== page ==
The February jobs report was released this morning, and it arrived with a bang on Wall Street -- where markets rallied -- and in Washington. Experts were anticipating the US economy to have added somewhere in the ballpark of 200,000 jobs last month. The real number? Much, much higher, in a major win. Sizzling:
The economy added 313,000 jobs in February, crushing expectations, while the unemployment rate remained at 4.1 percent, according to a Labor Department report Friday that could help quell inflation fears. Economists surveyed by Reuters had been expecting nonfarm payroll growth of 200,000 and the unemployment rate to decline one-tenth of a percent to 4 percent. An increase in the labor force participation rate to its highest level since September 2017 helped keep the headline unemployment number steady, as the number of those counted as not in the workforce tumbled by 653,000 to just over 95 million. The total counted as "employed" in the household survey surged by 785,000 to a record 155.2 million.
This is robust stuff for mid-winter statistics. Wages increased by a fraction of a percentage point, too, though that growth came at a slower pace than last month. Ed Morrissey notes one number buried in the data that the Trump administration will likely celebrate: "The drop in African-American unemployment is worth noting, mainly because the White House has been particularly focused on this as a metric. Donald Trump bragged about a sharp decline in this measure during his State of the Union address in January, only to see it tick back up again. This report shows the lowest level of unemployed blacks by numbers as well as a percentage since 2001 at 558,000. Expect to hear more bragging from the White House over that number." Is there a tax reform angle to today's good news? There sure is. Via the Associated Press:
Last month’s hiring surge might have reflected, in part, confidence among some businesses that the Trump administration’s tax cuts will accelerate consumer and business spending. Consumer optimism jumped to its highest level since 2000 last month, likely reflecting higher after-tax incomes resulting from the tax cuts. Hiring was solid across a wide range of industries in February, including higher-paying sectors such as construction, which added 61,000 jobs, the most since 2007, before the Great Recession began. Retailers added 50,000, the most in two years. Financial services gained 28,000, the biggest increase since 2005. The government also revised up its estimate of job growth in December and January by a combined 54,000. The consistently strong pace of hiring has led many more people who had been on the sidelines to start looking for work. Most of those new job seekers found work in February...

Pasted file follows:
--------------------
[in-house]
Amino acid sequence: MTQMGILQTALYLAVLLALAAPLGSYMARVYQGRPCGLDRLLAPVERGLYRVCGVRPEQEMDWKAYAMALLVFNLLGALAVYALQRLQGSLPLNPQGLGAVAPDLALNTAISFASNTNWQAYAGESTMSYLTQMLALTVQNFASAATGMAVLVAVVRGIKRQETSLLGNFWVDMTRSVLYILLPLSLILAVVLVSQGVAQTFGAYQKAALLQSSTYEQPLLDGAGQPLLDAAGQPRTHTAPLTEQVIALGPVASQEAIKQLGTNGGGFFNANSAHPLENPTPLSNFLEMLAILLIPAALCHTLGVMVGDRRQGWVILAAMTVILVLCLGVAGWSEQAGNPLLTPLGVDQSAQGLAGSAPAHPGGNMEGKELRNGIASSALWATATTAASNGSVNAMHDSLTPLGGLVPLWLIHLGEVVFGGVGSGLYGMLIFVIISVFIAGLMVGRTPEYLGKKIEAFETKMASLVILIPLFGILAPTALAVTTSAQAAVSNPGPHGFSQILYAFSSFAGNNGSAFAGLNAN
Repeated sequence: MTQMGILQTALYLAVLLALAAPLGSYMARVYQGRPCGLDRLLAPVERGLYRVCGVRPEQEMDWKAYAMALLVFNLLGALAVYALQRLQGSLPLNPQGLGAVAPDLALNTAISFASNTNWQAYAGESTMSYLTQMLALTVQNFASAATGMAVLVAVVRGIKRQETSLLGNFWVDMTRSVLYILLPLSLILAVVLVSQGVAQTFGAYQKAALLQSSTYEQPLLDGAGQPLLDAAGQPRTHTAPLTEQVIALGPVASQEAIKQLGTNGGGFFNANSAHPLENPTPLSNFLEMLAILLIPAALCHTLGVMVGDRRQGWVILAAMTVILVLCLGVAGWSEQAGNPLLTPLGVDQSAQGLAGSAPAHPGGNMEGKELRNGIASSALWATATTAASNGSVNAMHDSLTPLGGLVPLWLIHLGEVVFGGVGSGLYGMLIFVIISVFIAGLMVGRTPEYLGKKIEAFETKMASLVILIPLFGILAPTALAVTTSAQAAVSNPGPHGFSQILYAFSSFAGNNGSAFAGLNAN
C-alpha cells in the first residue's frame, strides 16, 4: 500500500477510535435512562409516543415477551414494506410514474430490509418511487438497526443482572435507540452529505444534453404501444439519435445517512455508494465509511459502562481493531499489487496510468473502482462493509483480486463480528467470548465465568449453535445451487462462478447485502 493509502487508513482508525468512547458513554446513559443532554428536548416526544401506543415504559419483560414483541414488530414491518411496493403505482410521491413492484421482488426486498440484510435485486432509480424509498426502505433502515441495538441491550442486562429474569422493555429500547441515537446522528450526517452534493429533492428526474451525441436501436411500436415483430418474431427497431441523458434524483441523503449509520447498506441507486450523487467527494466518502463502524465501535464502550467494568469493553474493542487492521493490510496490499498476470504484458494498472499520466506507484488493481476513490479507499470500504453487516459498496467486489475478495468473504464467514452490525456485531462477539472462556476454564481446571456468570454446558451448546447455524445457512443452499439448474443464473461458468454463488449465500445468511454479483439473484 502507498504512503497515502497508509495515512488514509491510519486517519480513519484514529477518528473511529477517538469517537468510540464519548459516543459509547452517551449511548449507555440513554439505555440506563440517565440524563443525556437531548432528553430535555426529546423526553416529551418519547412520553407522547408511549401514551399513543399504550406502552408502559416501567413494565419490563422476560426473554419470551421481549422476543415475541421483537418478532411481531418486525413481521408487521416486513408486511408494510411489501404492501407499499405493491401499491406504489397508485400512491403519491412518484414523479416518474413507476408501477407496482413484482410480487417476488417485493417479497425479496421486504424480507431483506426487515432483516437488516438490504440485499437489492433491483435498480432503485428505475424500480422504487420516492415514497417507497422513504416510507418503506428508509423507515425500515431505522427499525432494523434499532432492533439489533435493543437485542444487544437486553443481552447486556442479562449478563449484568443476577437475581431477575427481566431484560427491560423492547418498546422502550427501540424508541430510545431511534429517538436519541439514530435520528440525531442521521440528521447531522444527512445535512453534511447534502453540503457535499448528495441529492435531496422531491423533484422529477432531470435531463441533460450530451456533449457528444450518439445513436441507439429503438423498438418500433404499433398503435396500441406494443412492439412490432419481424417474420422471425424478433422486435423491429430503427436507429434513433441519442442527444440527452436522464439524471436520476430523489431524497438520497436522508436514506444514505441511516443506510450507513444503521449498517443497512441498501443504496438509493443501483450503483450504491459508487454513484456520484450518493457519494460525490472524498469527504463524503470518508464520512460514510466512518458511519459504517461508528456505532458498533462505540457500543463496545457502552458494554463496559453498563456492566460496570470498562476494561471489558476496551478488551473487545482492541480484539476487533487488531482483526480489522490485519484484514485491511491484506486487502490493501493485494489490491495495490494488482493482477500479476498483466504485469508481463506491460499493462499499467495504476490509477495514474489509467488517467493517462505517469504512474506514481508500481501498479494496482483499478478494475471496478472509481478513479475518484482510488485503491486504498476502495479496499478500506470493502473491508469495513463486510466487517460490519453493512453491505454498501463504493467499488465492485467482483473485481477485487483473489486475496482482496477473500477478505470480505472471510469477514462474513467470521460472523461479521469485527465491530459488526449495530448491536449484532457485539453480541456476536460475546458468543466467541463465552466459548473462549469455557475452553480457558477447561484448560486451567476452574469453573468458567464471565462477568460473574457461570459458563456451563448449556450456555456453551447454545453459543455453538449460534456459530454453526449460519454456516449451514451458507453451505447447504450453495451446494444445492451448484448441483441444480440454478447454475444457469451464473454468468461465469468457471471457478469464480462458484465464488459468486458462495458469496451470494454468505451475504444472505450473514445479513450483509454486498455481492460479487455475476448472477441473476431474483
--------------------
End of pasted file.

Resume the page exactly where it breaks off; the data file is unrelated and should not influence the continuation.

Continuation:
The AP story goes on to warn that economic harm caused by President Trump's foolish (but at least somewhat watered down) tariff policies could undo some of the undeniable progress made by Trump's other economic moves -- specifically deregulation and tax cuts. It's mind-boggling that the president would spurn the advice of most of his own economic team and virtually all economists by risking a costly trade war at a moment when his achievements can and should be front and center. Even the New York Times can't do anything but begrudgingly applaud the "humming" jobs economy:
Remember the Senate polling we wrote up yesterday? You'd better believe Republicans in each of the states we mentioned will be pressing their advantage, challenging incumbent Democrats over their lockstep opposition to the increasingly-popular and empirically working tax law. On that note, I'll leave you with the statement put out this morning by one of the leading GOP candidates running to defeat Wisconsin's Tammy Baldwin: “It is getting harder and harder for Sen. Baldwin to deny the positive impact tax reform is having on the state and national economy. Because of the $8 billion in tax cuts I've helped Gov. Walker pass, and the efforts of President Trump and Republicans in Congress to reduce bureaucratic regulations and the overall tax burden, our economy is thriving. When I get to Washington, I look forward to delivering one more vote for lower taxes, less government intrusion and a brighter economic future for our workers and families." Baldwin, like every Democrat in Congress, voted against the pro-growth tax cuts and reforms that have added rocket fuel to the economy.